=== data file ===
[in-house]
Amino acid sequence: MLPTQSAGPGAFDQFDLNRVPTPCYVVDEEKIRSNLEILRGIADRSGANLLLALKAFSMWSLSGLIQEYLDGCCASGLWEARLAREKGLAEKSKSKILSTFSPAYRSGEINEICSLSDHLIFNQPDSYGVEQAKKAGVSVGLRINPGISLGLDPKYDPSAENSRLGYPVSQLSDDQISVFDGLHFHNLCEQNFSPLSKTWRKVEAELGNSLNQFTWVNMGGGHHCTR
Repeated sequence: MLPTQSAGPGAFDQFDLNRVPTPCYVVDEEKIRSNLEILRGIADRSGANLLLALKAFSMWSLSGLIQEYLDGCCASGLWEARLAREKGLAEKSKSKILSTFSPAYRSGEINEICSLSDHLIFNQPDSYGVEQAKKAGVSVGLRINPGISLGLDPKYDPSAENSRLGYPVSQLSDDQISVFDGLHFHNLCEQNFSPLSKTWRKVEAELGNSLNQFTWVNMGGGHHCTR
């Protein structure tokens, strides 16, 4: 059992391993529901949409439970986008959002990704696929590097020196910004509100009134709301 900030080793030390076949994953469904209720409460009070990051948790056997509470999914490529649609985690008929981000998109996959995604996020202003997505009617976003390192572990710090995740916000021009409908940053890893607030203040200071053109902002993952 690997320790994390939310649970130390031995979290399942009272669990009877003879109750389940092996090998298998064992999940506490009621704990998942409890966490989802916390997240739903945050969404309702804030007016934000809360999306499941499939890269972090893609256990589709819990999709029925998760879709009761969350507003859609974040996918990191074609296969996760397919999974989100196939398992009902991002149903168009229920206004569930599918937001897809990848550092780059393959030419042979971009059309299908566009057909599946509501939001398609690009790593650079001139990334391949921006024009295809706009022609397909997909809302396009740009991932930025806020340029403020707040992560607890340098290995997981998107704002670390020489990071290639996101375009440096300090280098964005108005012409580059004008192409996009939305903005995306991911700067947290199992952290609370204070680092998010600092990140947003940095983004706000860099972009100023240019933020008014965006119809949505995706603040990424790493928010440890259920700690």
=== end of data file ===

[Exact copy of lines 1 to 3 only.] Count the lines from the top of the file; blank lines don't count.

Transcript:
[in-house]
Amino acid sequence: MLPTQSAGPGAFDQFDLNRVPTPCYVVDEEKIRSNLEILRGIADRSGANLLLALKAFSMWSLSGLIQEYLDGCCASGLWEARLAREKGLAEKSKSKILSTFSPAYRSGEINEICSLSDHLIFNQPDSYGVEQAKKAGVSVGLRINPGISLGLDPKYDPSAENSRLGYPVSQLSDDQISVFDGLHFHNLCEQNFSPLSKTWRKVEAELGNSLNQFTWVNMGGGHHCTR
Repeated sequence: MLPTQSAGPGAFDQFDLNRVPTPCYVVDEEKIRSNLEILRGIADRSGANLLLALKAFSMWSLSGLIQEYLDGCCASGLWEARLAREKGLAEKSKSKILSTFSPAYRSGEINEICSLSDHLIFNQPDSYGVEQAKKAGVSVGLRINPGISLGLDPKYDPSAENSRLGYPVSQLSDDQISVFDGLHFHNLCEQNFSPLSKTWRKVEAELGNSLNQFTWVNMGGGHHCTR